Defendants contend that Brown subsequently defaulted on the debt and STB accelerated the debt and retained the law firm of Johnson & Freedman, LLC to institute non-judicial foreclosure proceedings, which Plaintiffs do not appear to dispute. Plaintiffs admit that Defendant STB notified Brown in writing of the intent to sell the Property through a non-judicial foreclosure, and the foreclosure sale of the Property took place on August 7, 2012. Compl. [1] at ¶ 49. STB then initiated an eviction proceeding against Brown in the Magistrate Court of Forsyth County. Id. at ¶ 50. According to Plaintiffs, a hearing was conducted on October 2, 2012, and a consent judgment was entered in which Plaintiffs agreed to vacate the premises by midnight of October 31, 2012. Id. at ¶ 50, Ex. Z.[1]

Although the Plaintiffs consented to vacate the Property by October 31, 2012, Defendants contend that Plaintiffs did not abide by that agreement. See Compl. at ¶ 50, Ex. Y. Plaintiffs allege in the Complaint that neither Defendant STM, nor Defendant STB, "ever demanded actual possession of the premises following the passing of the midnight October 31, 2012 date." Compl. at ¶ 50. Defendants contend that the Forsyth County Magistrate Court has found that such consent orders are self-executing and do not require a separate order or writ of possession. See Magistrate Order, attached as Ex. E [9][10] to Mot. to Dismiss. On January 16, 2013, the Forsyth County Sheriff's Office performed an eviction at the Property. Compl. at ¶ 51, Ex. ZA. Plaintiffs allege that the police were "dressed out in tactical gear with automatic weapons to forcibly remove Plaintiffs from the premises on January 16, 2013." Id. at ¶ 51.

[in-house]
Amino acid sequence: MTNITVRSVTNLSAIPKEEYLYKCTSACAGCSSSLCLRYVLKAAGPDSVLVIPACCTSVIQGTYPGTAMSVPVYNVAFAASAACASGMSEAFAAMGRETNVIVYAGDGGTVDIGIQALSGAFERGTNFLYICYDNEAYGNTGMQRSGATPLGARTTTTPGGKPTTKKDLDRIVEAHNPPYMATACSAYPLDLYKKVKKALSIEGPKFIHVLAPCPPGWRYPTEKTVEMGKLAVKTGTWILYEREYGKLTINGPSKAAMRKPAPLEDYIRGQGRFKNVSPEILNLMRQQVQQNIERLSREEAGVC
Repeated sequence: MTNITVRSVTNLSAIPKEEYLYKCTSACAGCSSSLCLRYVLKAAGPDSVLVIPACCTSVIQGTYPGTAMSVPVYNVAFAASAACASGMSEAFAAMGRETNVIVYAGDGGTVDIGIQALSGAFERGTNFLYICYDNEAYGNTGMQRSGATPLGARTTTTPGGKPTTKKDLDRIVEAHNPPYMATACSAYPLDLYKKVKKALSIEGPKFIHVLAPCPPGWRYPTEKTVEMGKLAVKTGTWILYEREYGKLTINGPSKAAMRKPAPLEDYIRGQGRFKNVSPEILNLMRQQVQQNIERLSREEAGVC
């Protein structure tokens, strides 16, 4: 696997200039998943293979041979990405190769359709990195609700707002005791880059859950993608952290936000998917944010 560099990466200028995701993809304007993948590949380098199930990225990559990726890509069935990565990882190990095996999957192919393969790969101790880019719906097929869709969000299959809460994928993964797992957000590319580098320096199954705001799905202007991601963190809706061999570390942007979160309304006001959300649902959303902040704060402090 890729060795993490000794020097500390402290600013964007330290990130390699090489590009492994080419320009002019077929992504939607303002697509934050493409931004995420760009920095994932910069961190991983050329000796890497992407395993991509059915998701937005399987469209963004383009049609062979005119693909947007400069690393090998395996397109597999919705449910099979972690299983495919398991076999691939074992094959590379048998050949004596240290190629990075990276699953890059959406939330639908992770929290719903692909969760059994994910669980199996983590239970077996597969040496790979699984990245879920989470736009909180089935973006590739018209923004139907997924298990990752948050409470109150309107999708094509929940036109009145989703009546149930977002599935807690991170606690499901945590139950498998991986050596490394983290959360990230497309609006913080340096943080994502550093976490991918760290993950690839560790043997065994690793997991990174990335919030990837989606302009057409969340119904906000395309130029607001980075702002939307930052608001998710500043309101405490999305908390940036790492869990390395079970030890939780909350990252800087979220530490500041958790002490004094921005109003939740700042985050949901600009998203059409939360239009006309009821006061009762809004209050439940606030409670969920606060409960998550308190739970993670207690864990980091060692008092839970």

The Plaintiffs have asserted several claims against Defendants STM and STB in the Complaint. In the First Cause of Action, they assert a claim for wrongful foreclosure. Id. at ¶¶ 67-71. In the Second Cause of Action, they assert a claim for negligent misrepresentation. Id. at ¶¶ 72-75. In the Third Cause of Action, they assert a claim for wrongful eviction. Id. at ¶¶ 76-80. In the Fourth Cause of Action, they assert a claim for intentional or negligent infliction of emotional distress. Id. at ¶¶ 81-85. In the Fifth Cause of Action, they assert a claim for wrongful conversion. Id. at ¶¶ 86-93. In the Sixth Cause of Action, they assert a claim for criminal trespass. Id. at ¶¶ 94-98. In the Seventh Cause of Action, they assert a claim under the Racketeer Influenced and corrupt Organizations Act ("RICO"). Id. at ¶¶ 99-107. In the Eighth Cause of Action, they assert a claim for intentional infliction of emotional distress. Id. at ¶¶ 108-16. In the Ninth Cause of Action, they assert a claim for negligence. Id. at ¶¶ 117-23. Finally, in the Tenth Cause of Action, they assert a claim for violations of the Fair Debt Collections Practices Act ("FDCPA"). Id. at ¶¶ 124-29.

II. DISCUSSION